Honesty being the best policy and so on.

As this week has continued, I’ve realized that I don’t honestly know when or if I’ll be posting here again, and I just this minute [3:56 on Friday afternoon] decided that I wanted to say that, rather than appear to disappear. I’m particularly sorry to the people who have just recently followed In My Head — I can’t say that the blog is finished, because I don’t know that it is, but for now, for the next while, I’m not likely to be writing in this forum.

To everyone who’s been in and out over the last 4+ years (and wow, I honestly had no idea it had been that long), thank you so much for being here. I really do kinda love all y’all, but especially those who have hung out and chatted with me, and made suggestions, and corrected me, and supported me, and given me good ideas and all the happy feels. Thank you thank you thank you.


Why I would stop freelancing tomorrow if I could.

Because I am 49. Because I have two children. Because I have a mortgage. Because I need to sleep. Because I do not live in New York or Washington.

Because networking is difficult in the middle of the prairie. Because I’m talented and I know it. Because begging to have one’s talents recognized, much less used, is demoralizing. Because doing so for the better part of a quarter of a century is even more so.

Because the media industry’s business model is now rooted in free or near-free labor. Because not paying people is reprehensible. Because expecting creatives to produce their art, edit their art, fact-check their art, promote their art, and support their art, almost entirely on their own, is not only ridiculous, it’s very bad for the product being peddled.

Because I chose to be unsure when I could have made choices. Because I chose to tend to babies when I could have chosen to work differently. Because everyone makes mistakes, occasionally never knowing which choices were mistakes. Because I’m tired.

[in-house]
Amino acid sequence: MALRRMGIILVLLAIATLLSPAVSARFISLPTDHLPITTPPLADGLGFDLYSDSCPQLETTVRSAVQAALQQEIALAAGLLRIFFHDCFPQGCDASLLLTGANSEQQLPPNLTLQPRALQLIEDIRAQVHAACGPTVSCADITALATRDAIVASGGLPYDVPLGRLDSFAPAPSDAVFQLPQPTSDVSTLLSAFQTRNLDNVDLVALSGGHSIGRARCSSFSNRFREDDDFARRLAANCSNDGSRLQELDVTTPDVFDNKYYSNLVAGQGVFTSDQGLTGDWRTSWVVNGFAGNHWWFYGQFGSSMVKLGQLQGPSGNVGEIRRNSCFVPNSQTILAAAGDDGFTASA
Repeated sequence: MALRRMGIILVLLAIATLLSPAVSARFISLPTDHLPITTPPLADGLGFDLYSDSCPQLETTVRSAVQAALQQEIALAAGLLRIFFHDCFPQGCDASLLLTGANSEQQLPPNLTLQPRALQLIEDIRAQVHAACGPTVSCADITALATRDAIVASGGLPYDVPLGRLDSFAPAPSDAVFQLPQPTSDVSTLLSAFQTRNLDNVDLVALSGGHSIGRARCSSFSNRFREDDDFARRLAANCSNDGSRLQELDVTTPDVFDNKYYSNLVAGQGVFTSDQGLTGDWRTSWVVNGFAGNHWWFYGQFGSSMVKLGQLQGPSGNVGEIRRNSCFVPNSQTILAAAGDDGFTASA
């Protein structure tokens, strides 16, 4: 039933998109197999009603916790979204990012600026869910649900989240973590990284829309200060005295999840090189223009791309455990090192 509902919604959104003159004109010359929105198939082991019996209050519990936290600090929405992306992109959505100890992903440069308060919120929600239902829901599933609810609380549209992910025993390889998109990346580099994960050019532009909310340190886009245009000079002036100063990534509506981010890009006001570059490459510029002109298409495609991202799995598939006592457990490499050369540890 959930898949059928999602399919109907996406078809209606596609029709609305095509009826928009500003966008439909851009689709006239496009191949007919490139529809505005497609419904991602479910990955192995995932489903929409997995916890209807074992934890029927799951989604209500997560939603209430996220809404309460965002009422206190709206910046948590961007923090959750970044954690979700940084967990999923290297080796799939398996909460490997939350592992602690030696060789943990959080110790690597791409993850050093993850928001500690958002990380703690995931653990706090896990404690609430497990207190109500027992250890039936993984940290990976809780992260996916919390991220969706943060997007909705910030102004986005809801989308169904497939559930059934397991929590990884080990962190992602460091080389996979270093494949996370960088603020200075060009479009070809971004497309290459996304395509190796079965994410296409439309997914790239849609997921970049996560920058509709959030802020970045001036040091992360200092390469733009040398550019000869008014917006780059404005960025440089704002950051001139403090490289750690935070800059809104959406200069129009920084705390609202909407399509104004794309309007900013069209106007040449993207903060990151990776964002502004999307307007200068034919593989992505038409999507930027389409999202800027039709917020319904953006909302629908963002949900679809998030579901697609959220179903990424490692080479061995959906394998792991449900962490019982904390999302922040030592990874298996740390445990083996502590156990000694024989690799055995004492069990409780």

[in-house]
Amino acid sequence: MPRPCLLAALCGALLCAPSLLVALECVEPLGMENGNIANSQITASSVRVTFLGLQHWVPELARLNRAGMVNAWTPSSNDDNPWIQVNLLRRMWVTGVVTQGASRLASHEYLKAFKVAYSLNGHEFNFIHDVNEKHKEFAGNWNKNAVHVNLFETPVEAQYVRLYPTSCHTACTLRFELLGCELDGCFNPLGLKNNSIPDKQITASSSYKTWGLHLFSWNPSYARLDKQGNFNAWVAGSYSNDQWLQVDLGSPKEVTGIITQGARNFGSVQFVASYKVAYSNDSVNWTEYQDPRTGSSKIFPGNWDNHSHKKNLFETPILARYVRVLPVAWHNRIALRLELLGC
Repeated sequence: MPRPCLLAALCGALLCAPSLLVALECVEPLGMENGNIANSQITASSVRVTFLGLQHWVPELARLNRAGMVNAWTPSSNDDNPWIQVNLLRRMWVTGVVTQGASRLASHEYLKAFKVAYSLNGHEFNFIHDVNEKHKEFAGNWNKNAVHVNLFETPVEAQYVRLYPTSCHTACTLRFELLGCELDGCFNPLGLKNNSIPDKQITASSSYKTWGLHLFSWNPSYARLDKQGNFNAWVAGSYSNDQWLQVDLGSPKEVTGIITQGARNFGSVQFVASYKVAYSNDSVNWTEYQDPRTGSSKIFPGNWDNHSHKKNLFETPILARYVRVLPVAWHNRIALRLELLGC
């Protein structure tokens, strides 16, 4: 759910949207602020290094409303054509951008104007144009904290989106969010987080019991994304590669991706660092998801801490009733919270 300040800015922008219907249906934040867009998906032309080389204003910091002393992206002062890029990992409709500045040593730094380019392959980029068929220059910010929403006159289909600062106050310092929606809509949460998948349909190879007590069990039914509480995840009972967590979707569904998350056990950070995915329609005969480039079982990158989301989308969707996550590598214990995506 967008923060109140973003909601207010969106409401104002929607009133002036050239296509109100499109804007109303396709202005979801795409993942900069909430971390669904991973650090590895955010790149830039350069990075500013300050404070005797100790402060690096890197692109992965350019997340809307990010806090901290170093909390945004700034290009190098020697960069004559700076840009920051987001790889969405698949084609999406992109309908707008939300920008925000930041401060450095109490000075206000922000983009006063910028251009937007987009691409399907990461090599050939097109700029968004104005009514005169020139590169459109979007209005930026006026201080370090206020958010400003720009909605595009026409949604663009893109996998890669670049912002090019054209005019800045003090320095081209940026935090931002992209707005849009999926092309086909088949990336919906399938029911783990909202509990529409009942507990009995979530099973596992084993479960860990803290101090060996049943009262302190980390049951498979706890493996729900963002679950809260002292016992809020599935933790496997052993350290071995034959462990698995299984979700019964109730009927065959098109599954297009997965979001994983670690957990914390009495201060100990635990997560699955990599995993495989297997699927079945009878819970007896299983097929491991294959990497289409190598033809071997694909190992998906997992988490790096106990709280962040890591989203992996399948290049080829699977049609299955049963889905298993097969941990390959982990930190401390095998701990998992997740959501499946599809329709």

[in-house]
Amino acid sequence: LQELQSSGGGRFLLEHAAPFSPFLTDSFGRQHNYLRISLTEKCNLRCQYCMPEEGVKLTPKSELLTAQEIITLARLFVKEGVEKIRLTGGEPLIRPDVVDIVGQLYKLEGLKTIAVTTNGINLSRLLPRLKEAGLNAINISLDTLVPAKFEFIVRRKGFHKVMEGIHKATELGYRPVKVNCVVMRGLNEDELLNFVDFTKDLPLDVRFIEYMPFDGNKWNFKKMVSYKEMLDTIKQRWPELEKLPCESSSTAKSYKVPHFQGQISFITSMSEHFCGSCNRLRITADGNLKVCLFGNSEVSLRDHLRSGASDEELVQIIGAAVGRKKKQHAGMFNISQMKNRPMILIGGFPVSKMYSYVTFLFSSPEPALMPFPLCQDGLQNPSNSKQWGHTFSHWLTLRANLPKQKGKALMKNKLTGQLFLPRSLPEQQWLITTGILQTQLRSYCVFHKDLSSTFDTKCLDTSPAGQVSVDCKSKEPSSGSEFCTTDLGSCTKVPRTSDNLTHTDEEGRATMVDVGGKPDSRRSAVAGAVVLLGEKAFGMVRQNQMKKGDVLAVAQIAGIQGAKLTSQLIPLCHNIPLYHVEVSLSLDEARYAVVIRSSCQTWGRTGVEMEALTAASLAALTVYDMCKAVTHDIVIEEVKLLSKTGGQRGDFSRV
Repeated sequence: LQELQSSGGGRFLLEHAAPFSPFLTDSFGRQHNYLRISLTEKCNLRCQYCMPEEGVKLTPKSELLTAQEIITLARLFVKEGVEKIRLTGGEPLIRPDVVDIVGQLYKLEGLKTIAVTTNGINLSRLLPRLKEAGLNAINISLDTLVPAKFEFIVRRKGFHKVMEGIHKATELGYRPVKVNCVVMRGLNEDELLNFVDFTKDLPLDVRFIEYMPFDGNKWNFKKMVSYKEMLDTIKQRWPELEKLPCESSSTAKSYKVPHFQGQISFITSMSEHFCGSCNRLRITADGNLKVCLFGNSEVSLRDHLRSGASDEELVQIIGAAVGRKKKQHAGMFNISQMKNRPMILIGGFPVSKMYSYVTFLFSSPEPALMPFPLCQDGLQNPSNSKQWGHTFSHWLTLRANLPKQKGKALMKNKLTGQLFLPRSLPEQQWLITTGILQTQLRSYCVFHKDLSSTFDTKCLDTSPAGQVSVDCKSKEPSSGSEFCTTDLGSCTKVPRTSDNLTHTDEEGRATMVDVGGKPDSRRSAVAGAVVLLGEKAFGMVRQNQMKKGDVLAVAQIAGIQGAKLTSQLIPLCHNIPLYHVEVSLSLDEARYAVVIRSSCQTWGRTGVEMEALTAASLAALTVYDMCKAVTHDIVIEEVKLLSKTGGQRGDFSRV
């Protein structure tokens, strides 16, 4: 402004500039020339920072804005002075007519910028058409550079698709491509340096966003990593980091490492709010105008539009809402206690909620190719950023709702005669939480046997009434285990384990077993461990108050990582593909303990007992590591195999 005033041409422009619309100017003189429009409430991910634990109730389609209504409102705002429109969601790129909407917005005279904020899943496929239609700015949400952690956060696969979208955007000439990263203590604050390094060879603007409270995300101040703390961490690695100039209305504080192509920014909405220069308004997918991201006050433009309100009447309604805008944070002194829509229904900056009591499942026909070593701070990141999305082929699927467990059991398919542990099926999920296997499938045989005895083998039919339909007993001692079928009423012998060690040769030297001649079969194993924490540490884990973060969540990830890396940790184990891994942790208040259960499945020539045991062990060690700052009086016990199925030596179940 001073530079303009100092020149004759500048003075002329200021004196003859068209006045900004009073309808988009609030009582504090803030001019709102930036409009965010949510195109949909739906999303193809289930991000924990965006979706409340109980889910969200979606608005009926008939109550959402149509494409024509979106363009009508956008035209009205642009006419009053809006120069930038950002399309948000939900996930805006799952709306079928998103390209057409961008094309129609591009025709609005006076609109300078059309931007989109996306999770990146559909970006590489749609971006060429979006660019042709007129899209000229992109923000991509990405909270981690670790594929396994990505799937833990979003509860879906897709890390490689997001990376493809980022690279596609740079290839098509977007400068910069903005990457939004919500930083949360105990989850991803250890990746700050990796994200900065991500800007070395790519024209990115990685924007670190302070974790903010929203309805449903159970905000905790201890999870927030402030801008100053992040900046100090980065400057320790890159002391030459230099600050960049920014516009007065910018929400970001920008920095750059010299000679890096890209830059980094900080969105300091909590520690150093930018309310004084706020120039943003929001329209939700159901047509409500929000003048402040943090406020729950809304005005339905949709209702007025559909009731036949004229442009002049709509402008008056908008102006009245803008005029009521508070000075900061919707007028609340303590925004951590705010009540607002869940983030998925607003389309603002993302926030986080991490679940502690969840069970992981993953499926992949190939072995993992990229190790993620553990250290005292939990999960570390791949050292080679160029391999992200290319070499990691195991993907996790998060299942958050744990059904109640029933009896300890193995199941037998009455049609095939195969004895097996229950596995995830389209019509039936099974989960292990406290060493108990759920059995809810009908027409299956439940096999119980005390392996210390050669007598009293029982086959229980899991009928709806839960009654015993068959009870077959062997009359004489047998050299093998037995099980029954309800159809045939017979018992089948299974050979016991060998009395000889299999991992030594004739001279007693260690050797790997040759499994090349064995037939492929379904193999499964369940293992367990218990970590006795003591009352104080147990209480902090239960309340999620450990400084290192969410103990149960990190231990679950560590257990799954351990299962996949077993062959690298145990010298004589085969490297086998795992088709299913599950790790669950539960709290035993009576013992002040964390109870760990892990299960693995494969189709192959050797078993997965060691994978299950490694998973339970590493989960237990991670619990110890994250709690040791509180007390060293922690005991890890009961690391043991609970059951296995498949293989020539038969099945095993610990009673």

The tiny world that is foreign policy/Middle East writing found out on Monday that Open Zion, the outlet at which I’ve hung my hat for the past year and a half, will “sunset” at the end of the year. I’ve known that this was coming but wanted to allow the powers that be to tell the world on their own terms and in their own time; alas, as is the way with news, when a bunch of people know something, that information will find its way to the public.

For reasons that have to do with the weird way I’ve lived my life (early career spent in a foreign country; mid-career spent an ocean + half a country away from the first place), choices I made about parenting and activism, and no doubt a certain gormlessness, as well as the death of print, the Great Recession, and the general difficulty that has always attended a life in the arts, my career has not gone as I might have wanted it to. Open Zion was the single most steady gig I’ve ever had with my by-line attached, and without wanting to put too fine a point on it, it’s a blog. Extrapolate out from there what you will about money made and influence wielded.

If I were 27, or possibly even 37, this would look a lot different. But I am not. I am 49. I have two kids. I have a mortgage. I need to sleep. And I do not live in New York or Washington.

Having the luxury of being home when my kids walk in from school is worth more than any of this to me, and that is part of why I am where I am. But I would do almost any job in the world if it would allow me to maintain that, and stop freelancing.

Random pop star awesomeness.

Look at what happened to this Berlin busker, just out there trying to make a few Euros with his beat-ass guitar: He was playing Bronski Beat’s mid-1980s dance-pop hit “Smalltown Boy” — and along came lead singer Jimmy Somerville to sing it with him!!1!


Apparently Somerville lives in Berlin and was out walking his dog. Can you even imagine? “Is it you? Is it you?”

Finally, I would like to note that I once interviewed the Scottish-born Somerville, for the Jerusalem Post, before he came to Israel for a solo show. Sometimes in my life, I’ve gotten to pretend I was cool.

Here’s the song for which Somerville is probably best known, from his Communards days – “Don’t Leave Me This Way”:

(Could this clip be anymore 80s? I think not. The pants!).

h/t Gawker

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